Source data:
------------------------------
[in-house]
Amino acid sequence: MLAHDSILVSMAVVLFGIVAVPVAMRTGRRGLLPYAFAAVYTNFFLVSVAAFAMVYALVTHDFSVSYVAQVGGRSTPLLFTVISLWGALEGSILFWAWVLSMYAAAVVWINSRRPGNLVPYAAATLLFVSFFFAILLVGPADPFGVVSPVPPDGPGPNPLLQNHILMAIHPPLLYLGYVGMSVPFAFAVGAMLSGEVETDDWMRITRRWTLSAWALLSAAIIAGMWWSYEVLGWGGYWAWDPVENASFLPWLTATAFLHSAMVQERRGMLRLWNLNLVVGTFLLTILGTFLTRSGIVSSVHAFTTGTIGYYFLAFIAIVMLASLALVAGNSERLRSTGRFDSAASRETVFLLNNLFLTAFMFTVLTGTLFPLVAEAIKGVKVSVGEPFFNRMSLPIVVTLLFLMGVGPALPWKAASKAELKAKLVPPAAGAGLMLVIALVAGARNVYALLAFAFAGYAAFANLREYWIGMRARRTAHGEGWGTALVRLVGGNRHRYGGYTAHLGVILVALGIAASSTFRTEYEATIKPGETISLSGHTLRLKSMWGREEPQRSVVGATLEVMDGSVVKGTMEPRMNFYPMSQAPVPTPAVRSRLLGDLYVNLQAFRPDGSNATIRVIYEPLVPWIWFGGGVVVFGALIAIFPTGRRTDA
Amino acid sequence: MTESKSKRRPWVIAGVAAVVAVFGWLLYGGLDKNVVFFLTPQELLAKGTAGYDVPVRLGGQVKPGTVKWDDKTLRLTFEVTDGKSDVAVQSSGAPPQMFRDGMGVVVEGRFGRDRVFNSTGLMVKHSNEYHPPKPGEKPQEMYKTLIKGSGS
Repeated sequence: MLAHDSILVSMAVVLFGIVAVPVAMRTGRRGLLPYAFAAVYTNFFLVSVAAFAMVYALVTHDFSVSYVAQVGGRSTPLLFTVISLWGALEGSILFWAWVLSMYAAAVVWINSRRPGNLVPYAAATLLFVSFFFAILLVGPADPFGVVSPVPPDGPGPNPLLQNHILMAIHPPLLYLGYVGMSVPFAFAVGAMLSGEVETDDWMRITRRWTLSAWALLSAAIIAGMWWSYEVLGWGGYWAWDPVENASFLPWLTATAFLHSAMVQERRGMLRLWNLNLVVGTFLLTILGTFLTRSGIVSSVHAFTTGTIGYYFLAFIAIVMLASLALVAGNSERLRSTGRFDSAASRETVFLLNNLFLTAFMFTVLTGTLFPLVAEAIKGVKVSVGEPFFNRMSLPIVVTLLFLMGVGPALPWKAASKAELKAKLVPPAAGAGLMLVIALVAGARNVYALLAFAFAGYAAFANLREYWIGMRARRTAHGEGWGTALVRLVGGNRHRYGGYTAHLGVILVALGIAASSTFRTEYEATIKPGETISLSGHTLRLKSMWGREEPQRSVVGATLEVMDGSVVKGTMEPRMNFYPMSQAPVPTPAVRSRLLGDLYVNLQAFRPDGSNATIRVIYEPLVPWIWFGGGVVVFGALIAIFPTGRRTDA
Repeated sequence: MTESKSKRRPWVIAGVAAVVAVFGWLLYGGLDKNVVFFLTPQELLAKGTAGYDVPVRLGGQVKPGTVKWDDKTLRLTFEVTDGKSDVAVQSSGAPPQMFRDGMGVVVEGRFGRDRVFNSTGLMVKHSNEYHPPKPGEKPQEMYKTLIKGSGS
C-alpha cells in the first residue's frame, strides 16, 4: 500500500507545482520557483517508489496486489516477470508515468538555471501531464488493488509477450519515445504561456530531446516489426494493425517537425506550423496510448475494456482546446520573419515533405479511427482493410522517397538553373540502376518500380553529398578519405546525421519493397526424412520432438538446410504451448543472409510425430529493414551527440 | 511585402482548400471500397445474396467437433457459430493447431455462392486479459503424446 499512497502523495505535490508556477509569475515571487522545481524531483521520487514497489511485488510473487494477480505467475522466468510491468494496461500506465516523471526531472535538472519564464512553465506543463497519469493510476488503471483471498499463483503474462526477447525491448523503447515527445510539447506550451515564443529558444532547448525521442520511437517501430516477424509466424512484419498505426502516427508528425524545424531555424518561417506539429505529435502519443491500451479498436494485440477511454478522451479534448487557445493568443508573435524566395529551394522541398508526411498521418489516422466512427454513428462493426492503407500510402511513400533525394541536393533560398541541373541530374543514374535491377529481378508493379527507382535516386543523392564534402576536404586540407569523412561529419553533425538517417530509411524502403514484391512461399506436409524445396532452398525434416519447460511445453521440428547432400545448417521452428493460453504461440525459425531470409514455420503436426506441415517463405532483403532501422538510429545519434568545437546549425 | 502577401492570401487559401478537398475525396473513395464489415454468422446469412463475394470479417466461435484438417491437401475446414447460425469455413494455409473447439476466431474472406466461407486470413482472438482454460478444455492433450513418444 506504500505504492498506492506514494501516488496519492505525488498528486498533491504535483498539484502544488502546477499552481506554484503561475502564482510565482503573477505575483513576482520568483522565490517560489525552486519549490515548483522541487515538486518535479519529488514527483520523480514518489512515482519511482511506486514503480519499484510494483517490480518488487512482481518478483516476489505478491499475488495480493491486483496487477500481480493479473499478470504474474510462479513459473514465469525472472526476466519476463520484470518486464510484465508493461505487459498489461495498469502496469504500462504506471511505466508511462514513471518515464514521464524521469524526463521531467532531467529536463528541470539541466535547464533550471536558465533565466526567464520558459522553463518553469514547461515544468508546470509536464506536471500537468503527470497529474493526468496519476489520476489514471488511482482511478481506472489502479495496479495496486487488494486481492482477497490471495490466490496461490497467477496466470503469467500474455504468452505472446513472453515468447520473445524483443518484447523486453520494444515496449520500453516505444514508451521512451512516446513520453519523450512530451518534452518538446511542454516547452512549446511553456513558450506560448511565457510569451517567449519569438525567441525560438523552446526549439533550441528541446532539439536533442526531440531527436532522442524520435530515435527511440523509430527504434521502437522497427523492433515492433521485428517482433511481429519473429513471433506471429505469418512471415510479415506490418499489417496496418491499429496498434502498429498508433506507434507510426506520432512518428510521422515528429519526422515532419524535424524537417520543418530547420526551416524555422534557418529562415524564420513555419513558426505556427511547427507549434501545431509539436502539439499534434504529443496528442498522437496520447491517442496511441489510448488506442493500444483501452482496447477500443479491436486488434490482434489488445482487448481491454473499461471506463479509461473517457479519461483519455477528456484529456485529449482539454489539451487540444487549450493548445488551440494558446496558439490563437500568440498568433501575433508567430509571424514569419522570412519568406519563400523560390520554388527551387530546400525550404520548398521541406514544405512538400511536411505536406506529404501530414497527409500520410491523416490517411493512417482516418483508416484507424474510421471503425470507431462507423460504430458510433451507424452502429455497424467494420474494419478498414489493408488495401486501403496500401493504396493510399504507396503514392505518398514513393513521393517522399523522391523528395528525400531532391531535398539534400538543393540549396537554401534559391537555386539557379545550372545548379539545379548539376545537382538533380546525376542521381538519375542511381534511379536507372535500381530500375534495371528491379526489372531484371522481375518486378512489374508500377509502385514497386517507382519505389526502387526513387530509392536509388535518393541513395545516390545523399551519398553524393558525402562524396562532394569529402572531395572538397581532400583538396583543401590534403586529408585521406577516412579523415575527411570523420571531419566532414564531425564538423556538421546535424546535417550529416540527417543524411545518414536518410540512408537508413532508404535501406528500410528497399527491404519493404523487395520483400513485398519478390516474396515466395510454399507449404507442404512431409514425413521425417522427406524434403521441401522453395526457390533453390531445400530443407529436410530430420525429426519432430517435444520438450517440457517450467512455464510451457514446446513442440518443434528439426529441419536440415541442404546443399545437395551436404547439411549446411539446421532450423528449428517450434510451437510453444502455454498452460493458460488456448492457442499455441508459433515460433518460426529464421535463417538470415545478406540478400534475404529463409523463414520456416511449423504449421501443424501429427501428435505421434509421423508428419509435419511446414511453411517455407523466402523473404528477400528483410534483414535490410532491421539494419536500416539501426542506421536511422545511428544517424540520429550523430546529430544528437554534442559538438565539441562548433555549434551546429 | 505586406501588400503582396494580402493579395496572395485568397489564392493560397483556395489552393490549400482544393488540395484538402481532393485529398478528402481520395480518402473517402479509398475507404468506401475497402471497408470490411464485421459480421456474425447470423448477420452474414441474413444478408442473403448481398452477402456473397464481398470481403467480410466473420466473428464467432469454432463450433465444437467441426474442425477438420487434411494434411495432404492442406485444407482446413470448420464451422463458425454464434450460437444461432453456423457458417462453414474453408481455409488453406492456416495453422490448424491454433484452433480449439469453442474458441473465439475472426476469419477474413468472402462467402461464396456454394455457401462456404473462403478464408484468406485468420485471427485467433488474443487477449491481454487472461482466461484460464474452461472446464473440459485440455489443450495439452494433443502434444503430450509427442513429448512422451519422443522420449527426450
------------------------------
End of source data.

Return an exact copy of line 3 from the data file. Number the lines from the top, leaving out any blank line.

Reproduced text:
Amino acid sequence: MTESKSKRRPWVIAGVAAVVAVFGWLLYGGLDKNVVFFLTPQELLAKGTAGYDVPVRLGGQVKPGTVKWDDKTLRLTFEVTDGKSDVAVQSSGAPPQMFRDGMGVVVEGRFGRDRVFNSTGLMVKHSNEYHPPKPGEKPQEMYKTLIKGSGS